Actually Steve, watching your video entitled ‘In Praise of Passive Vocabulary’ ( was one of the defining moments in my transition to the LingQ method from the more ‘traditional’ standpoint taken by Cambridge and the people I teacher- trained with. I had always sensed that this ‘spoonfeeding’ of students was somehow wrong, but it wasn’t until I watched that video and the one on Krashen, which led me to then read Krashen’s book which we happened to have on-site, did I say ‘This is what I’ve been looking for!’

This is an interesting excerpt from ‘Vocabulary Instruction for Academic Success’ by Ahley Bishop, Ruth Helen Yopp and Hallie Kay Yopp:

"*Providing Extensive Experiences with Language

Language learning cannot occur without exposure to language. Research shows that most vocabulary is not directly taught; huge numbers of words are learned incidentally—through experiences with language. Thus, it is crucial that teachers establish language-rich environments.

This means that teachers must offer myriad opportunities for students to hear and engage with spoken language and to read, write, and engage with written language in multiple contexts. Indeed, Johnson (2001, 19) stated that “the best way to help schoolchildren expand their vocabularies … is to provide plentiful, interactive oral language experiences throughout the elementary and middle grades.” Nagy agreed that “experiences with rich oral language are critical for vocabulary growth” and noted that wide reading “is the primary engine that drives vocabulary growth” (2005,29). Thus, one essential aspect of vocabulary instruction is exposure to plentiful language in the classroom."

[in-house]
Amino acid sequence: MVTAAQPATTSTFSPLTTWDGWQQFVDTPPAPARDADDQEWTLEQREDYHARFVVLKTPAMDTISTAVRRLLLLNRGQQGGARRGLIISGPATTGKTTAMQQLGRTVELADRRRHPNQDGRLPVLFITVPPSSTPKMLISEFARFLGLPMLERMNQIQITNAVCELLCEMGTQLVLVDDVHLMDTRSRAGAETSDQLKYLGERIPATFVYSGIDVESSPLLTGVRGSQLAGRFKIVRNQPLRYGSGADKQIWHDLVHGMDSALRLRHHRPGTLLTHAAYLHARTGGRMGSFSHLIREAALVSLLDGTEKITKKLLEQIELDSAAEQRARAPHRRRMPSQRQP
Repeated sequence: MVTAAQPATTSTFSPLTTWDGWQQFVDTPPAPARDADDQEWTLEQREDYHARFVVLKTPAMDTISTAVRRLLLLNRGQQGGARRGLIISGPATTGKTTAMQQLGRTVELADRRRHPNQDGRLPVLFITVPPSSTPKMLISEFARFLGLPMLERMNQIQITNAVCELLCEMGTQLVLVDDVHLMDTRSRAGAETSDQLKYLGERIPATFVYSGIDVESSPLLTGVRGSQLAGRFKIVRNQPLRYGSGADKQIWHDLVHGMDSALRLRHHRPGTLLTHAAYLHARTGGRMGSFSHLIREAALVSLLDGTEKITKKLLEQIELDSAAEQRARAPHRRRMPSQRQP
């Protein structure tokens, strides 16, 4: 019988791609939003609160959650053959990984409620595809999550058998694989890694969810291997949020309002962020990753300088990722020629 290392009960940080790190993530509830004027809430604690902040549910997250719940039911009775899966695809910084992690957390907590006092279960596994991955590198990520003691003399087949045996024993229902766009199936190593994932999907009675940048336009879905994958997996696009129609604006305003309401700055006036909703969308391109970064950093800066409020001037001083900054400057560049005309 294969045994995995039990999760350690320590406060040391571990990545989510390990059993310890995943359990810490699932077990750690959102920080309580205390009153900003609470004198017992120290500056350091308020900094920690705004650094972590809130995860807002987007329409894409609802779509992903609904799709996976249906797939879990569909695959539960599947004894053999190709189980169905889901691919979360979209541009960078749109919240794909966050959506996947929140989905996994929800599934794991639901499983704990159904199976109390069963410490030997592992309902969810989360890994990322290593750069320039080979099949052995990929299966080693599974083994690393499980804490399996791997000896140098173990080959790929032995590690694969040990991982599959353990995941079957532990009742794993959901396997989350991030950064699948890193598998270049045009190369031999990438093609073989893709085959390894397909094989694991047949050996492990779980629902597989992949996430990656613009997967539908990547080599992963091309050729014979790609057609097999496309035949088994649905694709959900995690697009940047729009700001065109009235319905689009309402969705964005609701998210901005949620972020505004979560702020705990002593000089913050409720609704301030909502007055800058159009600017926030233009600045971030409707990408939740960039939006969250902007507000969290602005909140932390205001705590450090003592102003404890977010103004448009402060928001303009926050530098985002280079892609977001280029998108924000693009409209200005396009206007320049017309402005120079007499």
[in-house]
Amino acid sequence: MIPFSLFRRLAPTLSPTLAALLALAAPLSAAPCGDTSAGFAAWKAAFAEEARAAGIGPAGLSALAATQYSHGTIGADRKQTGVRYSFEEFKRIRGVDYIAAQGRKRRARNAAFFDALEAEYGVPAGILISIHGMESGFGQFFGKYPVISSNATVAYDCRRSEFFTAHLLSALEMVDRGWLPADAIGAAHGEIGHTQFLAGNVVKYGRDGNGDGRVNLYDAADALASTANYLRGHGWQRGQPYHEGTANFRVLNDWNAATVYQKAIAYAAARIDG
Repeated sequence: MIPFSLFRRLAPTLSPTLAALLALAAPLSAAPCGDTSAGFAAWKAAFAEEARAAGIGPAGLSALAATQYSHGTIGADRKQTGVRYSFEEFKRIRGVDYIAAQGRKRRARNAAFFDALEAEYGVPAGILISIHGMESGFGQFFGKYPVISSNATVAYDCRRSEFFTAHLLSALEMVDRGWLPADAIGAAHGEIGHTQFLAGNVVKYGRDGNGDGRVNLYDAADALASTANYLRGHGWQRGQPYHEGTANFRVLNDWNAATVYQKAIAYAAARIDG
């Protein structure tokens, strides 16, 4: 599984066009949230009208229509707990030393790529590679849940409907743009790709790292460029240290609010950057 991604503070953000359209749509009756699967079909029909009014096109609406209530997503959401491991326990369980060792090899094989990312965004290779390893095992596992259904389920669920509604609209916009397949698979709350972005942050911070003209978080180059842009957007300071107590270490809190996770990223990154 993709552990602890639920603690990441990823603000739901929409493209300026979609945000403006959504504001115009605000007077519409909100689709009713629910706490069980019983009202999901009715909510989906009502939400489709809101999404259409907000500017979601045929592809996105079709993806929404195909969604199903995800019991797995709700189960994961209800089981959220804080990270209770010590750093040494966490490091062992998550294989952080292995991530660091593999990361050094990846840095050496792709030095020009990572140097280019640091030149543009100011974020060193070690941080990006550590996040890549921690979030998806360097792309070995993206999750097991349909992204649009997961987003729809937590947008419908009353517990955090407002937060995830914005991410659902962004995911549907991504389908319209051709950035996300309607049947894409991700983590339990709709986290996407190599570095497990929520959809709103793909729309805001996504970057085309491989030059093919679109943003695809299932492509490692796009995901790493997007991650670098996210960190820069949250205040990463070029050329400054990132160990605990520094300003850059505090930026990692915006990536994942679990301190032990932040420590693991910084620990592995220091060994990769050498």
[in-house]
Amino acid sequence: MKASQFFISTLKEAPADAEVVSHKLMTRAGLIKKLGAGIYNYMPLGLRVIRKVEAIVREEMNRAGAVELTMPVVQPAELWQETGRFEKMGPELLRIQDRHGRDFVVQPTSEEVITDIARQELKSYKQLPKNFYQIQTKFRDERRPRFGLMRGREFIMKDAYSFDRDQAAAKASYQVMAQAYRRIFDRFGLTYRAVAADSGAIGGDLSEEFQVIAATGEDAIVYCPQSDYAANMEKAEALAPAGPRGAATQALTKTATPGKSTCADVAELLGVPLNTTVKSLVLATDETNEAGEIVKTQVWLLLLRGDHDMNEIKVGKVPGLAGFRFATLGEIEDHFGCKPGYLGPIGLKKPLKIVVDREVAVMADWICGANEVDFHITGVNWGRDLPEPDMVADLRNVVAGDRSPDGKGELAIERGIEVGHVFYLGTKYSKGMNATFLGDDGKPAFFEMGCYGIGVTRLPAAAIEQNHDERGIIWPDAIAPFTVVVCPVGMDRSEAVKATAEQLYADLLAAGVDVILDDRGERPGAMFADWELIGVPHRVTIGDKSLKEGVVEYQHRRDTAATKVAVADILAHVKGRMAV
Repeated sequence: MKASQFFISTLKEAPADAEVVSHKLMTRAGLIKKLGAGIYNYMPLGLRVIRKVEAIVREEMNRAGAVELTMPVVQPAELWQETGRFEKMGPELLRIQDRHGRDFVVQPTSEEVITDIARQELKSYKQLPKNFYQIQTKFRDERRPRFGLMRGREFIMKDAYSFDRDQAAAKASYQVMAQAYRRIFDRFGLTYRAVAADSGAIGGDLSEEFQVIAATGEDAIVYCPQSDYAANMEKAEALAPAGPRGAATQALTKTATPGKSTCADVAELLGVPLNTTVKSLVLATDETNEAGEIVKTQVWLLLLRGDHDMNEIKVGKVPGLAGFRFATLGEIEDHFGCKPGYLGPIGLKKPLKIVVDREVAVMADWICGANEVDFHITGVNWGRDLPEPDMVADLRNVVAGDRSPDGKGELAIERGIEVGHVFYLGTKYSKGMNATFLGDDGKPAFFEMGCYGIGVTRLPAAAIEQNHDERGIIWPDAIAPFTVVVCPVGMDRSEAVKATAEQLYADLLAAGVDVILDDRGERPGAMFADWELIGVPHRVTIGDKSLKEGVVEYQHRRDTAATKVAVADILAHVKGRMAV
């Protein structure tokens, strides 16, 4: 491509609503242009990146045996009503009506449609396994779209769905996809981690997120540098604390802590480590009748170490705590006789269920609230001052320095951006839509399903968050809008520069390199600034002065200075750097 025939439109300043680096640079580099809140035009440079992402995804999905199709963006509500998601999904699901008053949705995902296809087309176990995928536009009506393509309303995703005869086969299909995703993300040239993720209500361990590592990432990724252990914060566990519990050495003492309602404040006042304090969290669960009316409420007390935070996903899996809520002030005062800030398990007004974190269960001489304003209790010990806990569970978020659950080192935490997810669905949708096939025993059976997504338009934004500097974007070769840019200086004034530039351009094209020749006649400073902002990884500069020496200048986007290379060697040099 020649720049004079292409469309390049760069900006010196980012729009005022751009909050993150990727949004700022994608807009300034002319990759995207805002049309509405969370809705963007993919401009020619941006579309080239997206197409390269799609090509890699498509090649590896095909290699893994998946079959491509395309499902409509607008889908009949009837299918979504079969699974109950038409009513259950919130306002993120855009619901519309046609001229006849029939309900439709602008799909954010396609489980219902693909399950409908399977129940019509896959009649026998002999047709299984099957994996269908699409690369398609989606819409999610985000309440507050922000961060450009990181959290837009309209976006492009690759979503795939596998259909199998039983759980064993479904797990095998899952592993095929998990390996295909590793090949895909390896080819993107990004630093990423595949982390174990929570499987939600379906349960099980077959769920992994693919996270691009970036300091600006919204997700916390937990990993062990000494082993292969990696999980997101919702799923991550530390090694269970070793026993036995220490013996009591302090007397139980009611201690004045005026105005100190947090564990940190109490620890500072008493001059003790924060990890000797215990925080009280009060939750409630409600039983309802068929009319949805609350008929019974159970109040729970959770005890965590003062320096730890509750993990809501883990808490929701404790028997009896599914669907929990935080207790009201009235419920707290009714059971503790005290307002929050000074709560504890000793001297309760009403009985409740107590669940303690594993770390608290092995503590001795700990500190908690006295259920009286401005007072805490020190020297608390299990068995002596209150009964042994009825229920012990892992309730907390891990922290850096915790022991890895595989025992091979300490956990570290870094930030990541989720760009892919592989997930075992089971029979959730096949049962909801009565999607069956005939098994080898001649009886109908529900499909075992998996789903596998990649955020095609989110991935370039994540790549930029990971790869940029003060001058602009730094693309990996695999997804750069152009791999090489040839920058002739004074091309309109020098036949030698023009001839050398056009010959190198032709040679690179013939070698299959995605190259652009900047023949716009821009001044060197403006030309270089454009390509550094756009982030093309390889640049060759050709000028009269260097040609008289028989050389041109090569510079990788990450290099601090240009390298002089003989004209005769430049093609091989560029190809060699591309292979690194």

Obviously we know that teachers are not necessary to ‘establish language-rich environments’ or ‘provide plentiful, interactive oral language experiences’ - all you need to do is consistently surround yourself with the language with a system like LingQ and an mp3 player, and regularly use the opportunity to speak with native speakers and use new words and phrases via the LingQ tutor system to promote your active vocabulary.

We should, as Steve says, try to build our passive vocabulary. By adding listening, reading and talking, eventually we will start converting words from passive to active.
After reviewing my flash cards and adding ten new words into my passive vocabulary, I try to listen to different podcasts, specially those that have conversations among two or more people. I noticed that when conversations are funny and make me laugh, those words they say that I have already learned from my flash cards, tend to glue themselves more to my brain and I can recall them back when I need them. Although , Oscar has a point about repetition, I would add variation to it by reading different types of books, listening to conversations and try to incorporate your new vocabulary to your speaking.